Ross Youngman Lives Up To His Name, Sets Derwent River Big Swim Record

Ross Youngman Lives Up To His Name, Sets Derwent River Big Swim Record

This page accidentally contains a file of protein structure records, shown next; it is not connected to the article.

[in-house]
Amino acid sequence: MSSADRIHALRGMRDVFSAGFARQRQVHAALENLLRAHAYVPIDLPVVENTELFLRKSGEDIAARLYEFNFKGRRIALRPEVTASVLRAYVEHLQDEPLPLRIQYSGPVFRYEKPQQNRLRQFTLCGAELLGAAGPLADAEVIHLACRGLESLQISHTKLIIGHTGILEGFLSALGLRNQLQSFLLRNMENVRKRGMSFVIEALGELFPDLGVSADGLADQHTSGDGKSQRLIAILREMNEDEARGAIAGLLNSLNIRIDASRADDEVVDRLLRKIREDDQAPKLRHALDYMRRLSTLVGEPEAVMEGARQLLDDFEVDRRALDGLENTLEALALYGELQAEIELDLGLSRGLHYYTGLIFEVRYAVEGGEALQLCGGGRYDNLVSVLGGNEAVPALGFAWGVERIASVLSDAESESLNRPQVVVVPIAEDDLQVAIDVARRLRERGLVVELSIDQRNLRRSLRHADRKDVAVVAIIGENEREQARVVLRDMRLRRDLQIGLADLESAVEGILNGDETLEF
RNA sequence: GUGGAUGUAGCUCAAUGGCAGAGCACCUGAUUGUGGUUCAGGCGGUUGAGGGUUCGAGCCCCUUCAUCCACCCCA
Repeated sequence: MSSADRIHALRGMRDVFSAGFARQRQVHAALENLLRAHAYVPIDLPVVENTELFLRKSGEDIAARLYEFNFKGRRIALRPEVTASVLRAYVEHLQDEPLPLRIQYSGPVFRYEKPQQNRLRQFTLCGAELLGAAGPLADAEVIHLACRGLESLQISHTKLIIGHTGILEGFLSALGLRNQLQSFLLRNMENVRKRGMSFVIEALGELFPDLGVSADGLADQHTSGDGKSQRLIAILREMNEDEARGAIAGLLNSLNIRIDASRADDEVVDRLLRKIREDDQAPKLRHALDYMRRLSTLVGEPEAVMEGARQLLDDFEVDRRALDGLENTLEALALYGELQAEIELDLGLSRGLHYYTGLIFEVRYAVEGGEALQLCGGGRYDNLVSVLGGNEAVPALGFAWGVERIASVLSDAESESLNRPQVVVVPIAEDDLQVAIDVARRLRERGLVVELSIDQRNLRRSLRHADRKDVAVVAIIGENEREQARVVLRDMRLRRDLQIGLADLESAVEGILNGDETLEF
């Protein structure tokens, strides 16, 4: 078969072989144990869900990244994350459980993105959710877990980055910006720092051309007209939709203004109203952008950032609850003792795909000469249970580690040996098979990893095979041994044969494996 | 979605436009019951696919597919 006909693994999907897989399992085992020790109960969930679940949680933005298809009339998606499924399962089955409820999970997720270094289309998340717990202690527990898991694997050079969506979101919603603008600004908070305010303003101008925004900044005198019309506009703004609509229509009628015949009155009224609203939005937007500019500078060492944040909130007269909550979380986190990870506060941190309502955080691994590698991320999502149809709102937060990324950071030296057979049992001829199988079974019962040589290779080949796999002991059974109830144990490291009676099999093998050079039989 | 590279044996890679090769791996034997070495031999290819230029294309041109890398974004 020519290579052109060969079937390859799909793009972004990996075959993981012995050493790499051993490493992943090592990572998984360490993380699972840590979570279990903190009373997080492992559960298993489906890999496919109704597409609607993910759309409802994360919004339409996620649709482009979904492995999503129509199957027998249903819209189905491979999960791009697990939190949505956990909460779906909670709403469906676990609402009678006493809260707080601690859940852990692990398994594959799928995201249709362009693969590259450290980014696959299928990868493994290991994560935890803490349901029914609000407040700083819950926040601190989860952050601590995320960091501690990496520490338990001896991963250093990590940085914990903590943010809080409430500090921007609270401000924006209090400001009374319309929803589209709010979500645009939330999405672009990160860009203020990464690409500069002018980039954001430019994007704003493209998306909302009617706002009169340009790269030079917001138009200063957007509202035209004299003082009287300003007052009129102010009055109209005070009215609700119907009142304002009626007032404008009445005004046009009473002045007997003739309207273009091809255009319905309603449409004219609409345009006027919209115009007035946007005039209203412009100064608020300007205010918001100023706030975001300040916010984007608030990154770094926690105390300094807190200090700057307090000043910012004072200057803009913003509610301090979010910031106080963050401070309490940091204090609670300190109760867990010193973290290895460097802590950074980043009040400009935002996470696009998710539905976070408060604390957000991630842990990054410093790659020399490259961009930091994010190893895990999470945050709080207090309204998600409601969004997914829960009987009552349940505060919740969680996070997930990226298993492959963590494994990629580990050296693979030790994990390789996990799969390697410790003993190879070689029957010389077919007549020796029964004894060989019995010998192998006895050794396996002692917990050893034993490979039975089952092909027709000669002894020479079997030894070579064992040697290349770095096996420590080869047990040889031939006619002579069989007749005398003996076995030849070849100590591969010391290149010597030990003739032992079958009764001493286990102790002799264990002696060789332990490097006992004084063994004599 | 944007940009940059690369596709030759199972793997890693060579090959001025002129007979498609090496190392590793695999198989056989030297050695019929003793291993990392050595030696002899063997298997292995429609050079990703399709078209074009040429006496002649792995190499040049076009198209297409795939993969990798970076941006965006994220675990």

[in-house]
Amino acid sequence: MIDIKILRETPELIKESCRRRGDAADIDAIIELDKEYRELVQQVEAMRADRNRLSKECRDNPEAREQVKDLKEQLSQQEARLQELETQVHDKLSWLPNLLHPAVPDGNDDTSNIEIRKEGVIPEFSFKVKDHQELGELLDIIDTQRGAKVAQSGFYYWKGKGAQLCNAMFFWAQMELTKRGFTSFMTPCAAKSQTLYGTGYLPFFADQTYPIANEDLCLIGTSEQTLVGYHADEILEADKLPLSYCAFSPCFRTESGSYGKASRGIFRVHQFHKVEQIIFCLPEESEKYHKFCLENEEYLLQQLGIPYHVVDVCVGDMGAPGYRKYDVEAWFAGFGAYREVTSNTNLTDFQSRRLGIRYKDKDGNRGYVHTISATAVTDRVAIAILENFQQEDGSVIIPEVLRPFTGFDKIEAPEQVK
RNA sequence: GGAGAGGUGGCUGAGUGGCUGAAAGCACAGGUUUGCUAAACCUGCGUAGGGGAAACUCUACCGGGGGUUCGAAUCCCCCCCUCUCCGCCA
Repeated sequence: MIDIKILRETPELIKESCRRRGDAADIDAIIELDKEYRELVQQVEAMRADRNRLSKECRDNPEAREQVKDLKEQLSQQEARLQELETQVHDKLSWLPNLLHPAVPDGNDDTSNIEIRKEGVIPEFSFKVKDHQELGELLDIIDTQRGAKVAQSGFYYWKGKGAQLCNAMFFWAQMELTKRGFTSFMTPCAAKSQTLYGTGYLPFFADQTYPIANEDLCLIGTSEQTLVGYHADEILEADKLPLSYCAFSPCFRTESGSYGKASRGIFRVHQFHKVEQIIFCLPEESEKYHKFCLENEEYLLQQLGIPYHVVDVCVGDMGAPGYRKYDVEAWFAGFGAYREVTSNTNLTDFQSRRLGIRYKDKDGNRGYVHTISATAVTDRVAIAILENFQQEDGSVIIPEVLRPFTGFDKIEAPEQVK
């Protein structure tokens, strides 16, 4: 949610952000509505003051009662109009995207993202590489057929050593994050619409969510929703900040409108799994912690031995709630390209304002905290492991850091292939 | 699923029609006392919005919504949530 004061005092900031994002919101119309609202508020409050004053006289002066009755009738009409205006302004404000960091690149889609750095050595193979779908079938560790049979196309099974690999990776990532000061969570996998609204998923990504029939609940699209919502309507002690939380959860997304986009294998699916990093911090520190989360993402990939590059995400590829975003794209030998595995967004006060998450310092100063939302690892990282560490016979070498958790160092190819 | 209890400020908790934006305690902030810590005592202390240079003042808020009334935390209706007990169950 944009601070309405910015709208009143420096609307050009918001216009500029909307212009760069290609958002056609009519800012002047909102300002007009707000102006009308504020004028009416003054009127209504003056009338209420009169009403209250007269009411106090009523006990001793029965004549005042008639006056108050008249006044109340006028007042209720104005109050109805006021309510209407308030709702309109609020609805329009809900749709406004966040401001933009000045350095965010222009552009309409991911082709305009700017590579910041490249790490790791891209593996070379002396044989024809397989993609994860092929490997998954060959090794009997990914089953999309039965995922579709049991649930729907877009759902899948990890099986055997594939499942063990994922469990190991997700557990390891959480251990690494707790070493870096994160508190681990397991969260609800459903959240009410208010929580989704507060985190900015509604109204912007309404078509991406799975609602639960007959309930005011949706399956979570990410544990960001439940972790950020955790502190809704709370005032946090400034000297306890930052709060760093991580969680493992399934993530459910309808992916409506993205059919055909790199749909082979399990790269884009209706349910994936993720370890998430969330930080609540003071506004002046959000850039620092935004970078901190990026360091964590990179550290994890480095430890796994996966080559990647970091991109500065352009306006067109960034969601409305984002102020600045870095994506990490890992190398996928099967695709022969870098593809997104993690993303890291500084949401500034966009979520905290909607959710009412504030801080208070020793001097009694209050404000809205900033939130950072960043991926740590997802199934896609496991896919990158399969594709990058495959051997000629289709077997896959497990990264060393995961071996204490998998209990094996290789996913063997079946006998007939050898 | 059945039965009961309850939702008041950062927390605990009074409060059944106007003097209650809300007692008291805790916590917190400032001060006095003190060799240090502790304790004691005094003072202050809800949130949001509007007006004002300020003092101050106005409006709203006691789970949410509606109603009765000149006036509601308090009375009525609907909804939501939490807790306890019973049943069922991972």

Courtesy of Christopher Guesdon, Derwent River, Tasmania, Australia. The 34 km Derwent River Big Swim is one of The Toughest 13 swims and part of the the Triple Crown of Australia. The 34 km river marathon is organized by Chris and Sue Guesdon. On December 13th, 60-year-old Ross Youngman became the 7th person in history to complete the Derwent River Big Swim. He was escorted by his younger brother Mark Youngman. Christopher Guesdon, former chairperson of the International Marathon Swimming Hall of Fame, reported on his swim, “It was a super effort. Ross is the first Tasmanian to conquer the swim. In doing so, he is the fastest male (time pending), the oldest person (in his 60th year), and the earliest of the season to do the swim. Conditions were uncommon for this time of year, but perfect for the swim with a warm following NNW breeze and above average water temperature averaging 15.6°C. His time was 9 hours 11 minutes.” Youngman has completed the 10 km South Head Roughwater Swim every year since 2014, raced in the 2020 Rottnest Channel Swim, and completed a three-person English Channel relay with Team MadFish and has been swimming with the Vladswim group since 2013. During the first five hours to Bridgewater bridge for 14 km, there was no tidal or current assistance. His aim to hit Bridgewater at high tide, then get some tidal assistance and hope southerly winds do not come up. It is best to follow the navigational channel mostly. His experienced independent observer was Rob Reid of the Queensland Police. COVID is not circulating in Australia currently, but Tasmania opened only over the last two months to swimmers from other (Australian) states. This river is approximately 150 km long, flowing from the Central Highlands to Storm Bay on the threshold of the Great Southern Ocean. The significance of the course is that it is from New Norfolk, the largest country town on the river, and finishes at Hobart, the State capital. The swim involves four bridges and starts at a bridge, passes under two other bridges, and finishes at a bridge. As we are under the influence of the planet’s Roaring Forties, these winds blow up the river means that the weather on the day and the ability of the swimmer whether they finish at all or the time they take for the swim. History of Big Swim Derwent River Marathon: 1. Des Renford: 10 hours 54 minutes on 25 January 1975, 1st person to complete the swim 2. Dick Campion: 9 hours 19 minutes on 26 January 1976, Fastest man until 2020 3. Jenny Anderson: 9 hours 44 minutes on 26 January 1976, Fastest woman until 2020 4. Daniel Curtis: 15 hours 57 minutes on 31 January 2015, 1st non-Australian swimmer 5. Relay team Park Beach Surf Lifesaving SC (Geoff Marsh, Mike Watkins, Stephen Godfrey, Don Marsh, Gary Everingham and Don Hallett in 1-hour legs): 7 hours 43 minutes in 1974 6. Emma Radford: 7 hours 46 minutes 37.9 seconds in January 2020 7. Lynton Mortensen: 11 hours 10 minutes in March 2020 8. Ross Youngman: 9 hours 10 minutes 25 seconds on 13 December 2020 The Big Swim Derwent River Marathon is part of the Triple Crown of Australia and includes the following 3 marathon swims: * Channel: 25 km Port to Pub Ultra Marathon from Fremantle to Rottnest in Western Australia * River: 34 km The Big Swim – Derwent River Marathon in Tasmania * Ocean: 27 km Palm Beach to Shelley Beach Marathon Swim in New South Wales Copyright © 2008 – 2020 by World Open Water Swimming Association
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